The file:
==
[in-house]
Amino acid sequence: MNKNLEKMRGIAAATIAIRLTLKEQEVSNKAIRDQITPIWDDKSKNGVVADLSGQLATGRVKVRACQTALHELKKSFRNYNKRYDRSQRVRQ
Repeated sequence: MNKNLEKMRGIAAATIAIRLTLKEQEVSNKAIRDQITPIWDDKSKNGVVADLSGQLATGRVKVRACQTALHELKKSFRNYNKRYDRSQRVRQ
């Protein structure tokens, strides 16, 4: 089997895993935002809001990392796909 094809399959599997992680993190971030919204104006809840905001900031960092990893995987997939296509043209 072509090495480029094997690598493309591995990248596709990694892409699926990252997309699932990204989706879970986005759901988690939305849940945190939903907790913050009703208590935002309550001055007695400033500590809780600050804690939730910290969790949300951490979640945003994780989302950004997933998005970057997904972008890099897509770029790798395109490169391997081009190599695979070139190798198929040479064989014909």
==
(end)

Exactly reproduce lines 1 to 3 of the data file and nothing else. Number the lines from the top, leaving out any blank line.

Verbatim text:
[in-house]
Amino acid sequence: MNKNLEKMRGIAAATIAIRLTLKEQEVSNKAIRDQITPIWDDKSKNGVVADLSGQLATGRVKVRACQTALHELKKSFRNYNKRYDRSQRVRQ
Repeated sequence: MNKNLEKMRGIAAATIAIRLTLKEQEVSNKAIRDQITPIWDDKSKNGVVADLSGQLATGRVKVRACQTALHELKKSFRNYNKRYDRSQRVRQ